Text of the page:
Speaking to the seventy-two laborers Jesus sent out he says, “The one who hears you hears me, and the one who rejects you rejects me, and the one who rejects me rejects him who sent me.” (Luke 10:16) Keep in mind that these laborers are ones whom have been taught correct doctrine handed down to them by Christ.
"He who hears you hears me: The messengers of Jesus carry his authority wherever they go. To reject them is to reject both the Father and the Son (Jn 12:48-49; 13:20). Jesus confers an even greater share of his royal, priestly, and prophetic authority upon the apostles before his Ascension (Mt 28:18-20) (CCC 87, 858)." (The Ignatius RSV study bible New Testament)
Matthew 28:18-20 quoted above...
Speaking to the Apostles and therefore to the members of The Church.
“If you love me, you will keep my commandments. And I will ask the Father, and he will give you another Helper, to be with you forever, even the Spirit of truth, whom the world cannot receive, because it neither sees him nor knows him. You know him, for he dwells with you and will be in you. “I will not leave you as orphans; I will come to you. Yet a little while and the world will see me no more, but you will see me. Because I live, you also will live. In that day you will know that I am in my Father, and you in me, and I in you. Whoever has my commandments and keeps them, he it is who loves me. And he who loves me will be loved by my Father, and I will love him and manifest myself to him.” Judas (not Iscariot) said to him, “Lord, how is it that you will manifest yourself to us, and not to the world?” Jesus answered him, “If anyone loves me, he will keep my word, and my Father will love him, and we will come to him and make our home with him. Whoever does not love me does not keep my words. And the word that you hear is not mine but the Father’s who sent me. “These things I have spoken to you while I am still with you. But the Helper, the Holy Spirit, whom the Father will send in my name, he will teach you all things and bring to your remembrance all that I have said to you." (John 14:15-26)
Our Lord confirms that his Church will be guided by The Holy Spirit and that the world in general will not have him or be guided by him. But, those of his Church through the Apostles will have access to him. Christ has not left us as orphans to fend for ourselves especially regarding matters of faith and morality. He has given us a Church to teach us correct doctrine feeding us spirituality as well as physically. For more information on how Christ feeds us through his Church click here.
More to Come...
“I still have many things to say to you, but you cannot bear them now. When the Spirit of truth comes, he will guide you into all the truth, for he will not speak on his own authority, but whatever he hears he will speak, and he will declare to you the things that are to come. He will glorify me, for he will take what is mine and declare it to you. All that the Father has is mine; therefore I said that he will take what is mine and declare it to you." (John 16:12-15)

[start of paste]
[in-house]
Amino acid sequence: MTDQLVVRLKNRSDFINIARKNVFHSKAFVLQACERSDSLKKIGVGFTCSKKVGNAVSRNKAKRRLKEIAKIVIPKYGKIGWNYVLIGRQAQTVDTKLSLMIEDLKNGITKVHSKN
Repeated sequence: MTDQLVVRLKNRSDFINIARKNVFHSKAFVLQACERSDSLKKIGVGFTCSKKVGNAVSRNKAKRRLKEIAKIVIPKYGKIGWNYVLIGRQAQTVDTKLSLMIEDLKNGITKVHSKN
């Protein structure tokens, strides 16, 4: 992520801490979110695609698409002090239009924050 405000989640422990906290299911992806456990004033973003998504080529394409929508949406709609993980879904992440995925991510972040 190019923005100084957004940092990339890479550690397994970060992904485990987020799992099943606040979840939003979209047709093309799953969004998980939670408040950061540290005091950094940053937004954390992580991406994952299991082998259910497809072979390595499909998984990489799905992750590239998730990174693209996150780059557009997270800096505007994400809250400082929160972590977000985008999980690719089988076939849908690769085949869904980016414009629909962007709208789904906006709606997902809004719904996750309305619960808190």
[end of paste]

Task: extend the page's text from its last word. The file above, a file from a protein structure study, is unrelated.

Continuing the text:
Christ's Church will speak with the authority of God through The Holy Spirit! And will faithfully glorify Christ and give what belongs to Christ like salvation, forgiveness of sins, and correct teachings to his followers. He does all of this through the Sacraments of the Catholic (Universal) Church!
This next verse kinda brings it all home. St. Paul is writing to Timothy about the Church and how people and leaders in the Church should conduct themselves. Paul reminds us that his good council through The Church is efficacious to is followers and that they should listen to him because The Church which he represents is the pillar of Truth!
"I hope to come to you soon, but I am writing these things to you so that, if I delay, you may know how one ought to behave in the household of God, which is the church of the living God, pillar and buttress of the truth." (1 Tim 3:14-15)
Obviously, there is so much more I could say, but there is a lot of Scripture to go through already. What I want to stress here is that Christ in fact built a Church and this Church is both spiritual and physical, the continuity of Christ's actions in scripture proves it. Like I said before in the Remember section. Everything Christ did and does is both spiritual as well as physical, even to the point of creating you and me. To say that he stopped with the creation and mission of his Church is to say Christ lacks continuity in what he does! To say that the physical reality of his spiritual Church some how disintegrated along with the death's of the Apostles denies what is said in Scripture and what has been witnessed throughout history! We know that Christ lacks nothing and is no fool who built upon sand (Matt 7-24-27.) What Christ builds lasts and what he says is no lie!!